Diabetic Flat Foot

Charcot Foot | Singapore Diabetic Foot Centre


The foot is a highly-specialised structure. It endures much resilience and smoothness while performing many functions. In general, the foot works to support major loads, absorb shock and strong impacts, stabilises the lower limb, allows for balancing, accommodating and sensitizing the foot.


Diabetic feet are the target of almost all chronic complications to which a diabetic patient is subjected; neuropathy, peripheral vascular disease, dermatological conditions, foot deformity and wounds. Feet are known to be one of the primary causes of diabetic toe, foot and leg amputation and disability.


In Singapore, it is estimated that approximately, 1 in 6 diabetic patients will develop a foot and ankle problem. Other studies indicate that ulcers involving the diabetic feet are associated with mortality rate increase. At Singapore Diabetic Foot Centre, we know that diabetic foot or leg amputations can be avoided with the correct and most comprehensive diabetic foot care, offloading and advice available.


Many diabetic patients are concerned about the appearance of their foot arch shape, specifically flatfoot. It is assumed that the foot arches can be pushed up or corrected with insoles, most of the time with disregard to the diabetic condition underlying.


Flatfoot presents as either congenital/hereditary (inherited) or due to external factors (developed over time) whether a patient is diabetic or not. Studies show that diabetic patients are at an increased risk of flat foot or progressive medial arch lowering due to the long-term effects that diabetes, and specifically peripheral neuropathy, has on the soft tissues of the body.


Congenital/Hereditary (inherited)

From a young age, weaknesses across the feet can develop. This can be observed when the effectiveness of a toddler’s balance and walking skill is reduced. This is likely due to ligament laxity which allows the foot bones to shift and displace during development. Therefore, flatfoot can be observed at a young age and if it is left untreated it can become a problem for patients, especially those who end up with diabetes. These patients normally observe that they have flatfoot since young, it basically means they were not treated.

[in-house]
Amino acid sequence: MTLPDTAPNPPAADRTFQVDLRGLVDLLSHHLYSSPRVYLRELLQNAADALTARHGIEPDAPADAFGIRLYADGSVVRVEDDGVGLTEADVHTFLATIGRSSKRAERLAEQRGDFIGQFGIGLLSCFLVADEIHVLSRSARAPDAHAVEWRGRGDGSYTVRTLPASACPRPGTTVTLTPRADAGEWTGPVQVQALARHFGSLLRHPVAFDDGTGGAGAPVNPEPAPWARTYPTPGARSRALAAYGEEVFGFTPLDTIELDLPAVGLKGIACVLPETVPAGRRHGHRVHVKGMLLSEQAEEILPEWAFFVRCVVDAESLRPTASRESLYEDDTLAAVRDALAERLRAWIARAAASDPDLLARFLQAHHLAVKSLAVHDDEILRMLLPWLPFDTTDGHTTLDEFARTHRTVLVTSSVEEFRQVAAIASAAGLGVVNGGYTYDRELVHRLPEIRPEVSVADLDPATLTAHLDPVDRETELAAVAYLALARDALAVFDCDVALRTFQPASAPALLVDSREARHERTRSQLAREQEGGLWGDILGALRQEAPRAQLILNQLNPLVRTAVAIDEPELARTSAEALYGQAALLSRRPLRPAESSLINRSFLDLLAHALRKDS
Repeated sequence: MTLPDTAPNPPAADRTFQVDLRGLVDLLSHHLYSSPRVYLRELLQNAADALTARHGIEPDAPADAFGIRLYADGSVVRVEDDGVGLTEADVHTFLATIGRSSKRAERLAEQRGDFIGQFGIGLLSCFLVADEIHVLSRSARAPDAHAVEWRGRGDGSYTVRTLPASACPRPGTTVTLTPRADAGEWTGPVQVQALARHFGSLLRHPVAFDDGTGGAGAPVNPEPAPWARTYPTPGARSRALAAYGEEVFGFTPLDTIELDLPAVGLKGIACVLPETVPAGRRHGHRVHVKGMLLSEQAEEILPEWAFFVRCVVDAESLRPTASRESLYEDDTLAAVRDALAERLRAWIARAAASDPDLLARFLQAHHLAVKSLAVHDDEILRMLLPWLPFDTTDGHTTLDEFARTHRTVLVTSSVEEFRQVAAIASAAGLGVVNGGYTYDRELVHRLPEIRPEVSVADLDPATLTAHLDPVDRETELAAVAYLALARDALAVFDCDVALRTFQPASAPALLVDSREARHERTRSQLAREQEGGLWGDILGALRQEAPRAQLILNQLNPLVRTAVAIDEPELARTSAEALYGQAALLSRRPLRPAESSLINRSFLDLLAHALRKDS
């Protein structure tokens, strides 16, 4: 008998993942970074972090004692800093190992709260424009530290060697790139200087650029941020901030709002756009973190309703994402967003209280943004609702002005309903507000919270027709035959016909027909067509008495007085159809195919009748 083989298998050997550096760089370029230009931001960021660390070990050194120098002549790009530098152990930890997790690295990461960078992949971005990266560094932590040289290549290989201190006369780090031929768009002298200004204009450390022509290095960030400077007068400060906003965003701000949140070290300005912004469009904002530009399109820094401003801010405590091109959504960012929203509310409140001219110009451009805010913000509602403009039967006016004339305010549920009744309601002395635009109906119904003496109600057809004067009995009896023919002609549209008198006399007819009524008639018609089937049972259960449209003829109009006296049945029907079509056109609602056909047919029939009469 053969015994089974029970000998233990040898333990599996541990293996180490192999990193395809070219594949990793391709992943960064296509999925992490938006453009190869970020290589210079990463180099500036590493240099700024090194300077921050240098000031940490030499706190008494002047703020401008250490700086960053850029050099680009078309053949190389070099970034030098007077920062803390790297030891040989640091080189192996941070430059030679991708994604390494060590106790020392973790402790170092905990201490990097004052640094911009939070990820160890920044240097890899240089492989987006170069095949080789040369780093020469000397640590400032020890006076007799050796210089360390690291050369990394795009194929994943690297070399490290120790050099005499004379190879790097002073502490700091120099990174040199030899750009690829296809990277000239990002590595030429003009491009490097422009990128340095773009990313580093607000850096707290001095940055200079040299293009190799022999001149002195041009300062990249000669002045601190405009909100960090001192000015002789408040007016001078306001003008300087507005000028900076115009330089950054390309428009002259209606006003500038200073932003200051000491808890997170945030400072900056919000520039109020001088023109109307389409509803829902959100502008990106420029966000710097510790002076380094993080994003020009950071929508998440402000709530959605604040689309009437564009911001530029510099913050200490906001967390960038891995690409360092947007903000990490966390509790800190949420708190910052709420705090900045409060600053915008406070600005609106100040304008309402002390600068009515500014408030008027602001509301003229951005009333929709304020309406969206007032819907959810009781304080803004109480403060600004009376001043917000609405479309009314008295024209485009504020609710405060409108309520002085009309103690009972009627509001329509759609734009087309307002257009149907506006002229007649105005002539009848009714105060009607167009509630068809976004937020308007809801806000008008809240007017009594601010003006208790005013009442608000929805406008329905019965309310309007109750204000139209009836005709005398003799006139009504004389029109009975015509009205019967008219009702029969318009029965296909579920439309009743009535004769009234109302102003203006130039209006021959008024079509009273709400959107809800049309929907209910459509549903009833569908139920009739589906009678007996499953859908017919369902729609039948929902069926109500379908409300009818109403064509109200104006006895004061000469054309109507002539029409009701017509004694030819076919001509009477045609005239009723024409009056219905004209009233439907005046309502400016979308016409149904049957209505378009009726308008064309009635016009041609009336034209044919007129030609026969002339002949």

External factors (developed over time)

Diabetic patients whose blood sugar control is not well-maintained will start to experience neuropathy (numbness) and a reduction in their vascular supply to the feet. The feet change shape with the patients demonstrating insufficiency in their foot ligaments, particularly the spring-ligament complex, the talocalcaneal interosseous ligament, and the deltoid ligament. Tendons become calcified and harden into a less flexible position putting the patients at increased risk of diabetic foot complications. The main tendon affected is the posterior tibial tendon which holds up and functions a person’s foot arch, the disease of this tendon will allow the foot arch to collapse, often with pain.


Patients should look for changes in their foot function and structure:

  • Arches lowering
  • Clawing of toes/hammer toe development
  • Painful areas of the feet
  • Instability in the feet and ankles
  • Inability to perform exercises or foot movements that were previously ok to do
  • Areas of high pressure building up i.e. callus and corns


How diabetes leads to flatfoot:

  • A foot can change from a flexed to a stiff structure if the bone structure and ligament or muscle support underlying is intact. In diabetic patients, this is found to be largely changed
  • Neuropathy (numbness) leads to disarrangement of the intrinsic foot muscles, resulting in a loss of muscle, soft tissue and joint mobility in the foot
  • These changes promote a collapse of the transverse and medial longitudinal arch creating more pressure on the metatarsal and toe region of the foot
  • With increased foot-ankle complex stiffness and forefoot pressure, plantar areas of the foot produce more areas of hyper-keratinization (callus/corns) in response to mechanical pressure, friction and joint deformities
  • These high-pressure areas develop underlying wounds or skin break down which are unable to heal due to the altered architecture of the diabetic foot
  • With such advanced changes in the foot and ankle structure, patients may be experiencing adult acquired flatfoot deformity or a more severe diabetic complication i.e. Charcot foot


What can be done for diabetic flatfoot conditions?

Diabetic patients must undergo a comprehensive lower limb analysis to ensure the correct diagnosis is obtained. Many diabetic patients present to clinic with seemingly normal musculoskeletal pains in the lower limbs but on extensive examination may be neuro-vascular in nature or due specifically to their diabetic condition.


Podiatrists are skilled in determining the differences between a diabetic musculoskeletal condition and that of a more serious underlying disorder. X-rays may be obtained for ruling out underlying arthritic conditions and comprehensive assessment including pressure plate analysis must be carried out for patients who are to be offloaded adequately.


Orthopaedic changes in the diabetic foot lead to a loss in patient’s motor abilities that leads to joint instability and muscle imbalance which ultimately can induce foot and ankle dislocations or fractures that will lead to severe deformities of the lower extremity.


Diabetic patients must act fast if they suspect they have flatfoot, especially if they notice it develops within a short period or that they develop pain, redness or swelling within their foot.